|LETTER TO THE EDITOR
|Year : 2008 | Volume
| Issue : 5 | Page : 437-438
Management of intralenticular caterpillar setae
Pukhraj Rishi, Mamta Agarwal, Sheshadri Mahajan, Ekta Rishi
Shri Bhagwan Mahavir Vitreretinal Services, Sankara Nethralaya, 18, College Road, Chennai - 600 006, Tamil Nadu, India
|Date of Web Publication||8-Aug-2008|
Sankara Nethralaya, 18, College Road, Chennai - 600 006, Tamil Nadu
Source of Support: None, Conflict of Interest: None
|How to cite this article:|
Rishi P, Agarwal M, Mahajan S, Rishi E. Management of intralenticular caterpillar setae. Indian J Ophthalmol 2008;56:437-8
|How to cite this URL:|
Rishi P, Agarwal M, Mahajan S, Rishi E. Management of intralenticular caterpillar setae. Indian J Ophthalmol [serial online] 2008 [cited 2020 Aug 4];56:437-8. Available from: http://www.ijo.in/text.asp?2008/56/5/437/42429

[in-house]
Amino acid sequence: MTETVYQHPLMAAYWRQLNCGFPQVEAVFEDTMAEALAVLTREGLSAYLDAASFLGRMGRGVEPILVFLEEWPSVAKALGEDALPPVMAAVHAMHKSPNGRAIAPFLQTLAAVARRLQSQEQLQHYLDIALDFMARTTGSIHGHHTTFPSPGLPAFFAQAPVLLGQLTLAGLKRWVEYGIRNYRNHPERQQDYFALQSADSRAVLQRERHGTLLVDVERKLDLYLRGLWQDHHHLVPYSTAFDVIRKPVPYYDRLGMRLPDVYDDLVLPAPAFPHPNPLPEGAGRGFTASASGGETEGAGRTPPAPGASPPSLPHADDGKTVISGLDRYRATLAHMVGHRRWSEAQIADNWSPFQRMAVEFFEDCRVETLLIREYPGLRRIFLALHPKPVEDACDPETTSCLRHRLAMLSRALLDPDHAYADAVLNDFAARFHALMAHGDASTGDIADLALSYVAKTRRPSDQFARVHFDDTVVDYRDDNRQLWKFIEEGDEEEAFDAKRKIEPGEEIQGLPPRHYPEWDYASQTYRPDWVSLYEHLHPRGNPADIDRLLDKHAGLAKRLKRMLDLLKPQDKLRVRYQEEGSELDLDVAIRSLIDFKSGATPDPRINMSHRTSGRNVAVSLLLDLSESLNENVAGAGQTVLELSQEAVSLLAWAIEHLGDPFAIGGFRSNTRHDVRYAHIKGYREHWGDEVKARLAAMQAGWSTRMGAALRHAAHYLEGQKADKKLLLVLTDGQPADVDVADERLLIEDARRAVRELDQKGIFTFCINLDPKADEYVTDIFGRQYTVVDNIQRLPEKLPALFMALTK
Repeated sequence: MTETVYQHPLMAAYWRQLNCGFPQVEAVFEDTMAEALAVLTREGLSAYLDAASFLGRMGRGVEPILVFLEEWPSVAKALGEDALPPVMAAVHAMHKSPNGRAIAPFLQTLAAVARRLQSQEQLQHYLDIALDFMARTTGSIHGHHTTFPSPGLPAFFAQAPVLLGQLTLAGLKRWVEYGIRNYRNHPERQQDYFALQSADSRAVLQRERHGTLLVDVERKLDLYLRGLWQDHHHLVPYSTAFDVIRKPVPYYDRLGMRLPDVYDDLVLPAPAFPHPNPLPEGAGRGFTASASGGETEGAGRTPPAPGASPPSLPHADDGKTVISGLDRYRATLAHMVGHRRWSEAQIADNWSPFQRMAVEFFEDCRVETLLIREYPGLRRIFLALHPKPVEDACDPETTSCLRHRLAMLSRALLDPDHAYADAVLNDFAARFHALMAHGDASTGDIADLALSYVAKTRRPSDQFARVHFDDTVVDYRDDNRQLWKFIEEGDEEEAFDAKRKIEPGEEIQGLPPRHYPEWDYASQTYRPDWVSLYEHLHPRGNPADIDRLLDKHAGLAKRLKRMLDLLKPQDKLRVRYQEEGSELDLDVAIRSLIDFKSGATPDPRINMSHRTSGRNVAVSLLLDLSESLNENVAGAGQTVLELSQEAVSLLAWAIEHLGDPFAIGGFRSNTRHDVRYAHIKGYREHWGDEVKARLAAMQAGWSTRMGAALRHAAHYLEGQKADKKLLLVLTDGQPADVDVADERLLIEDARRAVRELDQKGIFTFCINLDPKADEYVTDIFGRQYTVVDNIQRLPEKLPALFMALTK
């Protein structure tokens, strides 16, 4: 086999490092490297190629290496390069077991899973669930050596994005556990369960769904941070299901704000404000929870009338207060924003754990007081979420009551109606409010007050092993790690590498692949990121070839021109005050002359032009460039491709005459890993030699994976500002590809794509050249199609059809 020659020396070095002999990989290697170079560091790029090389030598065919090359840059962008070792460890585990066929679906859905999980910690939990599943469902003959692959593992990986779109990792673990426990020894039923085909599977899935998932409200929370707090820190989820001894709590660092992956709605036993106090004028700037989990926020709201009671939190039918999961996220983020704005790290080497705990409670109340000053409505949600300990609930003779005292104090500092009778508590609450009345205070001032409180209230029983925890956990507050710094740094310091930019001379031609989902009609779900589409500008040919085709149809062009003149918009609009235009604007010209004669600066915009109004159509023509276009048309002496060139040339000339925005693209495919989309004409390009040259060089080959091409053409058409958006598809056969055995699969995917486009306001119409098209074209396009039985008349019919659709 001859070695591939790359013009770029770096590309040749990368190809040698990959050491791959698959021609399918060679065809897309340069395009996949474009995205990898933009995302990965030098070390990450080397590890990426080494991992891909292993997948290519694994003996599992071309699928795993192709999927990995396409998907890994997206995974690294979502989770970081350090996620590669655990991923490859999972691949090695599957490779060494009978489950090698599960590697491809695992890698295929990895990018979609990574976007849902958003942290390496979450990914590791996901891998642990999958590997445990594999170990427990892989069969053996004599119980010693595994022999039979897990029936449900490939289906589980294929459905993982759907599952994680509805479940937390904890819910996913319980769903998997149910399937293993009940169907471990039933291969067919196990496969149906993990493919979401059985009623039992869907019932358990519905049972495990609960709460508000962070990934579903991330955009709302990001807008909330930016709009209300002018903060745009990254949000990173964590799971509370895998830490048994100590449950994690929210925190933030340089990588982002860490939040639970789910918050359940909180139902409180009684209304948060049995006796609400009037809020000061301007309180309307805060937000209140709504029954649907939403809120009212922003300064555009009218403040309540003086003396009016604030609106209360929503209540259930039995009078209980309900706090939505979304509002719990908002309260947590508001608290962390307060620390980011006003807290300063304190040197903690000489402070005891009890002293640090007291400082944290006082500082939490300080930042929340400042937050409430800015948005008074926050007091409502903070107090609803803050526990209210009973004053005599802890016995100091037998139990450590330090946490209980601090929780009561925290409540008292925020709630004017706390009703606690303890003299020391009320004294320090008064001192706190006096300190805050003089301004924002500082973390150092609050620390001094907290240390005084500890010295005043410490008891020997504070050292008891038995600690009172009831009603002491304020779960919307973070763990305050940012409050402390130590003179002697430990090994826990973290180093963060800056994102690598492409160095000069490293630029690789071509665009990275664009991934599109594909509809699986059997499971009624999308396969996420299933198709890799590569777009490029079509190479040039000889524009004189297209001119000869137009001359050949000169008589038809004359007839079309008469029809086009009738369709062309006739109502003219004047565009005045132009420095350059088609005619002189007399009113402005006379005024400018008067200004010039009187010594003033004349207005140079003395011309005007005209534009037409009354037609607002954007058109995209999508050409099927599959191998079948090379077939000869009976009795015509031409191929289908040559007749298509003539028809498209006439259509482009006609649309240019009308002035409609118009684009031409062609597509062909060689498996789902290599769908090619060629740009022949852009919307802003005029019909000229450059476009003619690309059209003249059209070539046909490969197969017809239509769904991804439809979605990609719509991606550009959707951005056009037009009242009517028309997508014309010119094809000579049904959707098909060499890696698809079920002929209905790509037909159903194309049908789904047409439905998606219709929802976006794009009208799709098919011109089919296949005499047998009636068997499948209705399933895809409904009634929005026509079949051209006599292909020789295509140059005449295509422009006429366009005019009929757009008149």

A 40-year-old lady had a history of inadvertent binocular injury while using a towel infested with caterpillar setae, 12 years back. She was treated for removal of hair from the ocular surface, the same day of injury, elsewhere. Apparently, several setae were removed and repeated examination did not reveal any residual hair in the eyes. No documented details were available with the patient. She presented to us with redness, pain and decreased vision in the left eye, since three years. She was being treated for intermediate uveitis with oral and topical steroids during the same period. Her general and systemic examinations were normal. Best corrected visual acuity (BCVA) in right eye was 20/30 and 20/2000 (CF 2 feet) in the left. Slit-lamp biomicroscopy of the right eye revealed mild anterior chamber (AC) reaction and a fine intralenticular caterpillar hair in the superior quadrant of the lens with early nucleus sclerosis [Figure 1]. Left eye examination revealed 2+ cells and flare in AC, 2+ vitreous cells, a point anterior (lens) capsule rupture in the nasal quadrant with impacted caterpillar hair and a rosette-shaped cataractous lens [Figure 2]. Intraocular pressure and iridocorneal angles of both eyes were normal. Right eye fundus was normal except for pars plana exudates. Left fundus revealed vitreous haze, sclerosed retinal vessels in superotemporal quadrant and pars plana exudates inferiorly. Ultrasound Biomicroscopy (UBM) did not reveal any more intraocular setae. Patient was treated with oral steroids, posterior subtenon triamcinolone (40 mg) injection, topical steroids and cycloplegics in both eyes. At six weeks follow-up, visual acuity was maintained in both eyes while the inflammation had subsided. The patient underwent left eye phacoemulsification, caterpillar hair removal, (acrylic foldable) intraocular lens (IOL) implantation 'in the bag' and a number 240 silicone band encirclage under systemic steroid cover. Pars plana vitrectomy was deferred as preoperative UBM and peroperative fundus examination did not reveal any more setae. At six weeks follow-up, BCVA in the left eye was 20/200 with 1+ cells in the AC and a stable IOL. Oral and topical steroids were tapered. At one year follow-up, left eye was quiet and visual acuity was maintained; improvement being limited by chronic cystoid macular changes. Optical coherence tomography revealed increased macular thickness with multiple intraretinal cystoid spaces [Figure 3].